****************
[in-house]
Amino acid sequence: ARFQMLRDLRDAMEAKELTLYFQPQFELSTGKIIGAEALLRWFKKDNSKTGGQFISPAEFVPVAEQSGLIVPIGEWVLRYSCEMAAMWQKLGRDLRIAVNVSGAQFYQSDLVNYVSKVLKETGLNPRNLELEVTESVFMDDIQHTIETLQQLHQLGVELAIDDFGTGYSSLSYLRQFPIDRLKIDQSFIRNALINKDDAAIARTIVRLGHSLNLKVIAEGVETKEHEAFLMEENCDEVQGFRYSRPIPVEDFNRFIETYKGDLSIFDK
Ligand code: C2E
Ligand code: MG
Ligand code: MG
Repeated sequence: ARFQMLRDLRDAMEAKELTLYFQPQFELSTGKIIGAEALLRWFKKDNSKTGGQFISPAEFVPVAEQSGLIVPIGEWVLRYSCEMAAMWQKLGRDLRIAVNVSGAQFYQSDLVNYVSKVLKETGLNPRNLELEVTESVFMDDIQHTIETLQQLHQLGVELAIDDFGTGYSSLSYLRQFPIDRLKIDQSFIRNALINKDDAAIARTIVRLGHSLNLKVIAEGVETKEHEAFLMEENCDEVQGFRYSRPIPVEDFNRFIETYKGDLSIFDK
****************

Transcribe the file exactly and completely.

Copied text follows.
[in-house]
Amino acid sequence: ARFQMLRDLRDAMEAKELTLYFQPQFELSTGKIIGAEALLRWFKKDNSKTGGQFISPAEFVPVAEQSGLIVPIGEWVLRYSCEMAAMWQKLGRDLRIAVNVSGAQFYQSDLVNYVSKVLKETGLNPRNLELEVTESVFMDDIQHTIETLQQLHQLGVELAIDDFGTGYSSLSYLRQFPIDRLKIDQSFIRNALINKDDAAIARTIVRLGHSLNLKVIAEGVETKEHEAFLMEENCDEVQGFRYSRPIPVEDFNRFIETYKGDLSIFDK
Ligand code: C2E
Ligand code: MG
Ligand code: MG
Repeated sequence: ARFQMLRDLRDAMEAKELTLYFQPQFELSTGKIIGAEALLRWFKKDNSKTGGQFISPAEFVPVAEQSGLIVPIGEWVLRYSCEMAAMWQKLGRDLRIAVNVSGAQFYQSDLVNYVSKVLKETGLNPRNLELEVTESVFMDDIQHTIETLQQLHQLGVELAIDDFGTGYSSLSYLRQFPIDRLKIDQSFIRNALINKDDAAIARTIVRLGHSLNLKVIAEGVETKEHEAFLMEENCDEVQGFRYSRPIPVEDFNRFIETYKGDLSIFDK